Village with no shop creates its own

 

By Peter Gleeson

A village in North Tipperary that had no grocery store to serve its parish has opened a community owned village shop and tearoom.

The people of Loughmore got tired of having to drive three miles to Templemore, or six miles to Thurles, to purchase the most basic commodities after their last remaining village shop closed six years ago.

But in a show of terrific community spirit, the locals got together and rowed in behind The Cottage, the most beautiful little grocery store and teahouse you could ever imagine.

Set in the heart of the village in an attractively restored traditional stone cottage that dates back to at least 1850, this is much more than just a place where you can go to buy a carton of milk or a packet of tea bags.

The Cottage is a mecca for people to meet in pleasant and sociable surroundings. In the lovely little tearoom you can order lots of appetising choices such as homemade soup and brown bread, or tea and scones.

And, thanks to The Cottage, Loughmore is now distinctly cosmopolitan. For, in what other small rural community could you order an Americano, a latte or a double espresso, all made from a very poshlooking coffee machine? It’s truly the height of sophistication gone rural!

The Cottage is the brainchild two local women, Mary Fogarty and Maeve O’ Hair who co-manage the business. It is run on the principles of the system advocated by Horace Plunkett, the founder of the co-op movement, which co-incidentally celebrates its 150th anniversary this year.

 “Maeve and I both had the same vision and we came together on it. I think fate brought us together. It was driven by a motivation to do something for the parish. We are doing it for the love of it,” Mary Fogarty told The Guardian when the newspaper visited last week.

The Cottage is the first co-op shop of its kind in the Republic but now LEADER, which provided 75 percent funding, is hoping that communities in other villages that lost their grocery shops will follow the example of Loughmore.

The concept is hugely popular in the UK where the number of communityowned village shops has increased dramatically; from just 33 in 1992 to 283 today, according to the Horace Plunkett Foundation, which says a further 20 are anticipated to open in the current year.

The Cottage in Loughmore is set in a scenic location, in view of a magnificent castle once owned by the Palatinate barons, the Purcells, and just a stone’s throw from the River Suir.

Though only opened since the end of August, The Cottage was supported by virtually every person in the parish who bought €10 shares to get the venture up and running.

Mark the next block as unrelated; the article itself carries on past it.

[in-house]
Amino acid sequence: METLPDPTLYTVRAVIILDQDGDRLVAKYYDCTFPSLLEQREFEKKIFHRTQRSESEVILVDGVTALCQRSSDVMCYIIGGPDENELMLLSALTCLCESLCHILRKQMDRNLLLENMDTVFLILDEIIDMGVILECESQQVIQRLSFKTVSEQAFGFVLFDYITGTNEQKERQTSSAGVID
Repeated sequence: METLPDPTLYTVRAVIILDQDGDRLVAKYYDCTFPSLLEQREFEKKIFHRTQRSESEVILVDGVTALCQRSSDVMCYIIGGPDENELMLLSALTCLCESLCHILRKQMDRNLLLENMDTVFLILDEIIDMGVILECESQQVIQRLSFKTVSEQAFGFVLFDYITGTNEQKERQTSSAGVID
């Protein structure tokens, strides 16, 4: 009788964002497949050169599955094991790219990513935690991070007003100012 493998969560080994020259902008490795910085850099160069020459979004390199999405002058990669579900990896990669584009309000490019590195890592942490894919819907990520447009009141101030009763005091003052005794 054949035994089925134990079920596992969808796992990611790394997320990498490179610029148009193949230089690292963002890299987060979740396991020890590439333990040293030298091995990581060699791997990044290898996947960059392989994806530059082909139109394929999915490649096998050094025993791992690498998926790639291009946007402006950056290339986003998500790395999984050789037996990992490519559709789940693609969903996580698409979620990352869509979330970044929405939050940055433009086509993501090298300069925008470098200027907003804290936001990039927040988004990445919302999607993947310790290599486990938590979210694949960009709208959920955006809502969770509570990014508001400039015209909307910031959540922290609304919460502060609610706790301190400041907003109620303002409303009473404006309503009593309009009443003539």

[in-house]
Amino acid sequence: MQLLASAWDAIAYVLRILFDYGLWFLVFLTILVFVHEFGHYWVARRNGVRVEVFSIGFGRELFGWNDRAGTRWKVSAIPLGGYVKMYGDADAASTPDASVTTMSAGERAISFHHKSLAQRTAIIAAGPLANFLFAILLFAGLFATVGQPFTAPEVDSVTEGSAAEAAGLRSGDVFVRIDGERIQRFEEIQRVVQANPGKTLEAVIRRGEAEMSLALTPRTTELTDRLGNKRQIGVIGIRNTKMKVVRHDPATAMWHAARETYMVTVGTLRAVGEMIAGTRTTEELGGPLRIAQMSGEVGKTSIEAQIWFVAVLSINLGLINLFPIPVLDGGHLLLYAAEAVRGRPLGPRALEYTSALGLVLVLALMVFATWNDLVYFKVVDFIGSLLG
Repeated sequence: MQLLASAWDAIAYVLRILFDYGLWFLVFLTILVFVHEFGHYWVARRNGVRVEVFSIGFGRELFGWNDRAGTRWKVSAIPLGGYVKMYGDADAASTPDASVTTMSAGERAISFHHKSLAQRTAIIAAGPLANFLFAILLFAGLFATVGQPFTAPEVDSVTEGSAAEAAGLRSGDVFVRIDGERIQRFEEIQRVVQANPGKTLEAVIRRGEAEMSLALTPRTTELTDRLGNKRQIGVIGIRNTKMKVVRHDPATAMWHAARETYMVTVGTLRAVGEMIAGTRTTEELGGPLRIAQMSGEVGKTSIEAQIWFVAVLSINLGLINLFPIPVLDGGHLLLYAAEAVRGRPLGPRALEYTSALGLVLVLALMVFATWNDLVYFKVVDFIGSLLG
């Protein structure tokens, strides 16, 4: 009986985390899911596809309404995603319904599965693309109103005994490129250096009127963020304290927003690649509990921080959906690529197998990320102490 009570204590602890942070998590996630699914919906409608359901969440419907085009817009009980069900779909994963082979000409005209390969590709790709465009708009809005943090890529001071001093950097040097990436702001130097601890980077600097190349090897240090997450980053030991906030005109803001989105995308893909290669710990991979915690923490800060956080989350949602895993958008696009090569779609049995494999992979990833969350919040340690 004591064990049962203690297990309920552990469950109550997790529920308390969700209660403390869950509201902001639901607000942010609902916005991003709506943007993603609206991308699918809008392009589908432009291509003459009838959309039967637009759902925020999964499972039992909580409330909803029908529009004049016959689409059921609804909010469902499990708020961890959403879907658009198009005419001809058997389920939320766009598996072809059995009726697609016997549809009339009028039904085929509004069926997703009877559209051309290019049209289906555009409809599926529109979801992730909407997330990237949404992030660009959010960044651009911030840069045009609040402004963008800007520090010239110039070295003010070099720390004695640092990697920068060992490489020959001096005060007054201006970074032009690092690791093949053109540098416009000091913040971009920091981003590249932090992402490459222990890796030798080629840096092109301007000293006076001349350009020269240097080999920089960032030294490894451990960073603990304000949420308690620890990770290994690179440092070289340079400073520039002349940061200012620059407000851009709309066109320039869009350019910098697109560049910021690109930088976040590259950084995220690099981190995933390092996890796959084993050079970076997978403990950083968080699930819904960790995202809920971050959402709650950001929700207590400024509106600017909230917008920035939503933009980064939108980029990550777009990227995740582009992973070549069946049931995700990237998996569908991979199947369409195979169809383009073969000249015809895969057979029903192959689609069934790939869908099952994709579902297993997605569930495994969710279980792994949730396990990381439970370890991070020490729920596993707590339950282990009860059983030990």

Already delegations from other villages in Offaly, Clare and Wicklow have come to see if the model can be rolled out in their communities.

“We saw a great need in the parish for a social hub to bring people together so that they could socialise and to offer the services of a shop. Some people in rural areas do feel very isolated and we believe this venture will help bring our community closer,” says Maeve O’ Hair.

Timber from the old church and school in the village were used in the tasteful renovation of the The Cottage. The tearoom has a real down-at-home feel about it, adorned with a rustic kitchen dresser and a set of china which was recently acquired from the famous singer Roger Whittaker.

The neat timber shelves in the little shop are stocked with all the usual commodities you would expect to find in a village grocery store. But there is also a range of homemade foods sourced locally, such as breads, confectionary, jams and vegetables.

“Everything is sourced within five food miles. The flavour is so local and that is a huge selling point for us,” says Mary.

The establishment of The Cottage has so far sparked the creation of four microbusinesses in the parish which are supplying food to the shop and an alcove in the tearoom doubles as an exhibition space for local craftworks and a small number of secondhand books that are also on sale.

Volunteers from the parish staff The Cottage, rotating on a two-hour basis. They seem happy to do so for no financial reward. “It has brought out the best in everybody and everything in the parish,” says Mary.

Maeve says they hope in the future to make The Cottage a venue for art exhibitions, poetry readings and book launches.

A little marquee is already in situ to the rear of the premises for the staging of a monthly food and craft market, the first starting on this Sunday, October 7th.

There is also a lovely al fresco dining area out the back. Even in the cool of late autumn it is a cosy little microclimate, enshrouded as it is by a border of colourful shrubs, a tall bamboo fence and old chestnut and sycamore trees that provide shelter from the elements.

“It’s start of something wonderful for all of rural Ireland,” says Mary. On that she could be right – if this idea takes off in other villages.